Activity: Talk or presentation types › Invited talk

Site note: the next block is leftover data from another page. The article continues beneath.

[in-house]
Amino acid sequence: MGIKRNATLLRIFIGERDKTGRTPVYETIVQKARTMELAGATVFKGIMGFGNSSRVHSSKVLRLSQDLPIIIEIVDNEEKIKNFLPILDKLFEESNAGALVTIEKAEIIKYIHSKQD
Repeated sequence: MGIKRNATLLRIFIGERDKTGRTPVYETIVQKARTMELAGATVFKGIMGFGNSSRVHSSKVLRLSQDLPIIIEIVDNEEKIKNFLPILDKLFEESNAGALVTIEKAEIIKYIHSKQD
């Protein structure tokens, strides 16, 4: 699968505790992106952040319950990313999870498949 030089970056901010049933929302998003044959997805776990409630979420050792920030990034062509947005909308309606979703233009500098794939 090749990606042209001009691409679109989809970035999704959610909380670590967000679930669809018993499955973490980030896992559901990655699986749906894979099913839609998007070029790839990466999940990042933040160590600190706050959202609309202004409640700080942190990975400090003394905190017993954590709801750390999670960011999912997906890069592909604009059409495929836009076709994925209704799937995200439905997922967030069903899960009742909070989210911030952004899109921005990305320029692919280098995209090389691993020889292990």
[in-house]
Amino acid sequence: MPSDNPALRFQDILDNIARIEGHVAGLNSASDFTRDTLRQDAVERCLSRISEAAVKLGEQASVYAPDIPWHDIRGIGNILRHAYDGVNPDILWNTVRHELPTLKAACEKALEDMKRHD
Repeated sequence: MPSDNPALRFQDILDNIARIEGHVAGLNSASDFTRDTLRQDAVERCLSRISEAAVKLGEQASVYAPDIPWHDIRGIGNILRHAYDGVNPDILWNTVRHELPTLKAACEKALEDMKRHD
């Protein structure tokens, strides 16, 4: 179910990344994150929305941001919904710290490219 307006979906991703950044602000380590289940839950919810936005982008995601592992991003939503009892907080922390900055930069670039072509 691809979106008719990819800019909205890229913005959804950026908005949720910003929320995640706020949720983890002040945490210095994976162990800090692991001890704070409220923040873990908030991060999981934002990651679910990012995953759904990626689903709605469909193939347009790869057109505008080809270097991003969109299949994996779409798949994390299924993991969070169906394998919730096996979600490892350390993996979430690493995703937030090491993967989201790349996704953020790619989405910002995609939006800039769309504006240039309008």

Research investigating the efficacy and effectiveness of treatments to inform clinical practice relies on high-quality measurement of the evaluation criteria. In the context of the global burden of disease due to long-term conditions, the subjective experience of health and the impact of such conditions on peoples' lives are of particular importance. Probably the two most prominent classes of constructs or types of measures in this space are health-related quality of life and patient reported outcomes. The methodology to develop such measures has improved considerably, including participatory approaches to consider diverse experiences and interests of stakeholders. This led to an increase in available measures and the frequent discussion of which measure or concrete operationalisation of a construct to use – and more generally: how to standardise measurement in evaluation studies. Broadly speaking, three approaches are taken to standardise or harmonise measurement in research and clinical practice: (i) "core outcome sets", i.e. agreed outcome domains that should be measured and reported, as a minimum, in all clinical trials or health care; (ii) "item banks", i.e. questions and questionnaires that have been empirically shown to support estimates of the same latent constructs; and (iii) "common measures", i.e. stakeholder-agreed operationalisations (e.g., particular questionnaires) that need to be assessed. The presentation will discuss these three types of standardisation of measurement with current examples from research on mental health and multimorbidity.